1. (i)Cluster I – Indifferent residents are the smallest group in the sample (20% of respondents). They hold a moderate position on the positive impacts of tourism activity and show less concern about the negative impacts of tourism. 74.7% of the residents of this cluster believe that tourism promotes local culture and crafts, and only 33.3% realise that it can help improve the quality of life of residents. At the same time, 41.3% believe that the development of tourism activity can have repercussions on the increase in the price of goods, services and properties (cost of living).The sociodemographic profile of the residents included in this cluster includes individuals with lower schooling (≤6th year – 49.3%, 7th–9th year – 21.3%), when compared to the other clusters.
  2. (ii)Cluster II – Moderately optimistic respondents account for 33% of the respondents. These respondents are more convinced of the benefits of tourism activity, although they also have some awareness of the negative impacts resulting therefrom. Globally, 98.4% agree that tourism is responsible for creating jobs, increasing revenues generated by the local economy and conserving historical-archaeological resources. In addition, all respondents are aware that tourism contributes to the appreciation of the local culture and crafts. This cluster comprises a group of respondents who believe that the development of tourism in the short and medium term can represent an increase in the cost of living (91.1%) and an increase in the amount of waste generated (91.9%). This is effectively the segment of residents with more balanced views on occupation, including a higher percentage of respondents with low levels of schooling and individuals with income up to €500 per month. In addition, it is also composed of a higher percentage of respondents residing in parishes classified as PRA (Predominantly Rural Areas) according to TIPAU (Typology of Urban Areas), when compared to the others.
  3. (iii)Cluster III – Optimistic residents constitute the largest cluster (47% of the sample); that is, they represent most of the respondents. As a result, cluster II, which had very positive opinions about the positive impacts of tourism, also shows that 95.4% of the respondents in this segment agree that the increase in tourism activity in the municipality can contribute to the valorisation of local culture and handicrafts. However, these do not consider the costs that can come from the tourist industry. As an example, residents in this segment do not agree that tourism can increase crime (1.8%) or the amount of waste on the streets (8.7%). However, in terms of the consequences generated on the economy, more than half of these are aware of the rise in the cost of living (59.8%). As for the demographic profile of these respondents, those with a qualification level of 6 or fewer years (common to all others) predominate, even though it also includes a percentage of individuals with higher qualification levels when compared to the other clusters. It should also be noted that, on a professional level, employed and retired residents are the most representative of this segment of residents.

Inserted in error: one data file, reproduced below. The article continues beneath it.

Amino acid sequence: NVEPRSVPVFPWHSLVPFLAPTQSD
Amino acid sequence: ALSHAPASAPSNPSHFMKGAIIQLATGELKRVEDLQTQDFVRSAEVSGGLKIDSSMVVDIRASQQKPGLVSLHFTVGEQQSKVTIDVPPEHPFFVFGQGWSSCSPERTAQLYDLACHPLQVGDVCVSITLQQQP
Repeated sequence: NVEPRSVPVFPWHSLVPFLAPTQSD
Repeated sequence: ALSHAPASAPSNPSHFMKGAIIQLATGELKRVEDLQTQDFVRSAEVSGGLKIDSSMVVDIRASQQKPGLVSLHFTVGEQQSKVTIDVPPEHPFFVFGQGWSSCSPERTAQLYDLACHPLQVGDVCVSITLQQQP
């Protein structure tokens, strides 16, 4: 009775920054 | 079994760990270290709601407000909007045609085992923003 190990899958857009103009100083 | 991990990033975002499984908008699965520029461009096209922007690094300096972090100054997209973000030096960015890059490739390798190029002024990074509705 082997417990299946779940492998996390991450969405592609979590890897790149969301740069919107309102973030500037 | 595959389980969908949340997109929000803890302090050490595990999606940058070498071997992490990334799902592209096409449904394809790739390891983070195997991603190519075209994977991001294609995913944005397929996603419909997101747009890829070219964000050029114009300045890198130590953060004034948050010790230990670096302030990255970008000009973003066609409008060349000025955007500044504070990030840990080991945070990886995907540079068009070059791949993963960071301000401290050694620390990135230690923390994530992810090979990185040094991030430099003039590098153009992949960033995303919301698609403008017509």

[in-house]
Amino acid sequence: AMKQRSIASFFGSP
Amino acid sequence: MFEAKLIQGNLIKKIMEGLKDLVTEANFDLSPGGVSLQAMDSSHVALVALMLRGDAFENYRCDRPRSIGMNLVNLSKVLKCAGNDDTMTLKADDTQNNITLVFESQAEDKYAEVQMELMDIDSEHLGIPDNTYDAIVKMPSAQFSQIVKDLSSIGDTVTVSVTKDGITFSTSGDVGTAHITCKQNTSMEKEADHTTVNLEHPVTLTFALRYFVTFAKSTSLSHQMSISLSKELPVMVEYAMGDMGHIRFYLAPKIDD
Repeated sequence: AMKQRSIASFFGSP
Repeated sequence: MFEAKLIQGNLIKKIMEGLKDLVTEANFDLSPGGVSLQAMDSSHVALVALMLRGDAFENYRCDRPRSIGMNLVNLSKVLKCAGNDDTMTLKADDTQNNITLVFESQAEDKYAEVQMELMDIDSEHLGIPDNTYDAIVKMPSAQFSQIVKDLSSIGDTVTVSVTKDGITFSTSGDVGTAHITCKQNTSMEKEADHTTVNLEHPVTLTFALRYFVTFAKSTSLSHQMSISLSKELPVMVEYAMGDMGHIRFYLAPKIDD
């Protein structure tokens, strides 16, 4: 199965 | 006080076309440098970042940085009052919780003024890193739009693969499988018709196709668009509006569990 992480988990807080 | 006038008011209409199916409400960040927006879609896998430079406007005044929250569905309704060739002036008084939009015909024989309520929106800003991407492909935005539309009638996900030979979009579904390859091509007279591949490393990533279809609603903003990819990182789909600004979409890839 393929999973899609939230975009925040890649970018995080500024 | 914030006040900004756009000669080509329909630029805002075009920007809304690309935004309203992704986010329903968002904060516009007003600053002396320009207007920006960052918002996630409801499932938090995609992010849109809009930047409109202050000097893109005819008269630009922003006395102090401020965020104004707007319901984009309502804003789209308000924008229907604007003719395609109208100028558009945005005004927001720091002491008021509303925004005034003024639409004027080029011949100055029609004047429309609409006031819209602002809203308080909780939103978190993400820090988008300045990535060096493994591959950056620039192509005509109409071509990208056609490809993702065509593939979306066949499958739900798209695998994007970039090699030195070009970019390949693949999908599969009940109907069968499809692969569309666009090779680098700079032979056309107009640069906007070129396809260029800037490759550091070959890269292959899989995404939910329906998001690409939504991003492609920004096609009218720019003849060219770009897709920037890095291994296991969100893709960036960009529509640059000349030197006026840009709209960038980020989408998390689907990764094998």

It is understood that among the three clusters it is not possible to identify significant differences as to gender, age and occupation in the tourism sector and the length of residence in the municipality.

5 Discussion and conclusions

The degree of satisfaction of the individuals with the community in which they reside is determined by the way they perceive the positive and negative impacts of tourism development, as evidenced by studies by Vargas-Sánchez et al. (2009) and Nunkoo and Ramkissoon (2010). The same results were found in the municipality of Boticas, where the most favourable opinions result in more positive evaluations of tourism impacts. Residents’ perceptions indicate that tourism planning and development in Boticas should focus on improving services, public transport and road infrastructure. Regarding the potential of residents’ personal benefits, the results showed a positive relation with the perception of impacts. These results are in accordance with the “Social Exchange Theory (SET)” (Pizam, 1978; Perdue, Long, and Allen, 1990; Madrigal, 1995), by concluding that residents are more likely to react and perceive the impacts more positively than those who do not derive any benefits from this activity. The development of tourism activity must follow a clear consultation with the residents, considering that the communities have different needs. While some seek to increase jobs, others are interested in improving leisure and recreational infrastructure or equipment.

In addition, other analyses can be used based on insights drawn from various methods, either qualitative (resulting from the application of semi-structured interviews to associations and institutional leaders) or quantitative (surveys to visitors). It would also be relevant to apply a survey to guests in order to understand the dynamics required for the services and products offered in the region, and how satisfactory they are.

Table 7

Impacts of tourism perceived in Boticas in the three clusters (percentage of agreement and average scores)

Cluster I, n=75 (20%)Cluster II, n=124 (33%)Cluster III, n=174 (47%)
ItemF-ratioP-value
Agree (%)aMean scoreAgree (%)aMean scoreAgree (%)aMean score